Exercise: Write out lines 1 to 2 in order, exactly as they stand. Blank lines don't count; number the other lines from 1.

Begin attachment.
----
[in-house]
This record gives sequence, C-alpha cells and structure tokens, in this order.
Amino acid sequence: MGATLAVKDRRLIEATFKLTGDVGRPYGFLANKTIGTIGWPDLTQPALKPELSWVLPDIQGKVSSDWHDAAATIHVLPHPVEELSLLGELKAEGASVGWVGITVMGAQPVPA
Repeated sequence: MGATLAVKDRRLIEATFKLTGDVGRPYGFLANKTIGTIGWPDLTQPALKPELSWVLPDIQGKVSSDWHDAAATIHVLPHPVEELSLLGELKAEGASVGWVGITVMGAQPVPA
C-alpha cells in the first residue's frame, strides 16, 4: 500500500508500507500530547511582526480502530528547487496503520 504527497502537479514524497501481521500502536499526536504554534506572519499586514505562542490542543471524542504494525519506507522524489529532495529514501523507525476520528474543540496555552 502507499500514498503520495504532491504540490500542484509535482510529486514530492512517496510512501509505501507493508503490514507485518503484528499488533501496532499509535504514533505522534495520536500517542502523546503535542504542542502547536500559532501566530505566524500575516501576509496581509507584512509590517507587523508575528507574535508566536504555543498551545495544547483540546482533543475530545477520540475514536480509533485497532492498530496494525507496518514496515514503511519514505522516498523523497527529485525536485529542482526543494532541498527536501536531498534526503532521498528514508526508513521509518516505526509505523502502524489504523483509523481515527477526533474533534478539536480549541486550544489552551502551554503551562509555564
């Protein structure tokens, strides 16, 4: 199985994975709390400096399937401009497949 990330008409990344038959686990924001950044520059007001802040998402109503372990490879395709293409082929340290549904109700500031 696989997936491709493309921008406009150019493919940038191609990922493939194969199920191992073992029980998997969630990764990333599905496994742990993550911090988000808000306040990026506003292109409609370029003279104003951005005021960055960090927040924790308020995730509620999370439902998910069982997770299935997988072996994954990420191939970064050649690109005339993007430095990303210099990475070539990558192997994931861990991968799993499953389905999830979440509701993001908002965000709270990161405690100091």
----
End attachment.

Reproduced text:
[in-house]
This record gives sequence, C-alpha cells and structure tokens, in this order.